Cookie policy notice

By continuing to use this site you agree to our cookies policy below:
Since 26 May 2011, the law now states that cookies on websites can ony be used with your specific consent. Cookies allow us to ensure that you enjoy the best browsing experience.

This site is intended for health professionals only

At the heart of general practice since 1960

Bowel screening detects early cancer

By Lilian Anekwe

The UK Bowel Cancer Screening Programme can successfully detect early stage bowel cancers, new research from one of the programme's two key pilot sites has shown.

Faecal occult blood testing was able to detect treatable early cancers without throwing up large numbers of false positives or clogging up the system with unnecessary GP referrals, the study found.

It eases fears that testing would not be able to detect cancers at a sufficiently early stage – which have led to a push for use of sigmoidoscopy to pick up the earliest signs of cancer.

The proportion of patients with bowel cancer detected by screening rose from 0 to 43% in five years – covering the first two waves of the screening programme's rollout.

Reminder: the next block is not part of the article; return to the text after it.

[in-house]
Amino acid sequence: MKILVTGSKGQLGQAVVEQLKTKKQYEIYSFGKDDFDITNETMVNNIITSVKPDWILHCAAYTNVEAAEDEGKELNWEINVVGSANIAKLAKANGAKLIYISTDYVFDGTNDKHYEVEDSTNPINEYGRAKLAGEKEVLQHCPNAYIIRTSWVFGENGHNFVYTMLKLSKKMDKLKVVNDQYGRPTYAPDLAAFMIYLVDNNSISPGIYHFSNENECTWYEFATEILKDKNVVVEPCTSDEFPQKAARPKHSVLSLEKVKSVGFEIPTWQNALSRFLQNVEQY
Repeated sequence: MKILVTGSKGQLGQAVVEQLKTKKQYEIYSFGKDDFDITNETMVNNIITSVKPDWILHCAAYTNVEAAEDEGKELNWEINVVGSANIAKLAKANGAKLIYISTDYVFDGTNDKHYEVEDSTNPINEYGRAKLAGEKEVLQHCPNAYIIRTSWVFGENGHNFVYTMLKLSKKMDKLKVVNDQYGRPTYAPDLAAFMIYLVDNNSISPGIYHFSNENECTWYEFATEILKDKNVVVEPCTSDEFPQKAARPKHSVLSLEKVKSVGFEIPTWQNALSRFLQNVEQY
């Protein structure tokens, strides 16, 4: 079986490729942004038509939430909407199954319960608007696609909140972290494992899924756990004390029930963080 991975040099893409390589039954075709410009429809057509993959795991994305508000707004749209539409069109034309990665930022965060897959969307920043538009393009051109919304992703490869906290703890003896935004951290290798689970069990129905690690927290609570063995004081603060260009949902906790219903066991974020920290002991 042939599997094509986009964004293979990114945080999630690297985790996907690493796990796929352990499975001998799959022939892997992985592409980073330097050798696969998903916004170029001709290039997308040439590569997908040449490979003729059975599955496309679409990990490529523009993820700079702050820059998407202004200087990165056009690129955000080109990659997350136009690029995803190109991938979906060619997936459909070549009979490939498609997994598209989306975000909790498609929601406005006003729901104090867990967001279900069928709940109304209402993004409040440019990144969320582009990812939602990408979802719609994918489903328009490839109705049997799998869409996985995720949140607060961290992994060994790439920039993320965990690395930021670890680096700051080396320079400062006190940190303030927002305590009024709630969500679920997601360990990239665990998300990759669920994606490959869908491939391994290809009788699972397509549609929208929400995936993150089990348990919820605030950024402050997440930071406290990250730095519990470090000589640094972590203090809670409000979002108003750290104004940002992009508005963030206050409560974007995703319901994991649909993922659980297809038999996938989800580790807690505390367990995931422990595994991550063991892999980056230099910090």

Overall, the number of symptomatic cancers diagnosed fell by 49% over the five years, while there was a 2.6-fold increase in the number of asymptomatic malignancies detected through screening.

Cancers were also diagnosed at an earlier stage in the screened population, with 40% of patients diagnosed through screening having early-grade tumours, compared with 12.3% of patients diagnosed by conventional routes – including the NICE two-week referral pathway.

Researchers at University Hospitals Coventry and Warwickshire invited more than 187,000 patients aged between 50 and 69 for twice-yearly FOBT between September 2000 and 2005.

But Dr Richard Stevens, chair of the Primary Care Society for Gastroenterology and a GP in Oxford, said sigmoidoscopy was still needed.

‘These results confirm other findings that suggest you can detect earlier bowel cancers with a screening programme. Signoidoscopy only detects cancers on the left side of the bowel. FOBT only detects cancers where there is blood present in the stools. They both have their limitations.'

The analysis, by researchers at the University of Warwick, is published in the September issue of the British Journal of Surgery.

Rate this article  (5 average user rating)

Click to rate

  • 1 star out of 5
  • 2 stars out of 5
  • 3 stars out of 5
  • 4 stars out of 5
  • 5 stars out of 5

0 out of 5 stars

Have your say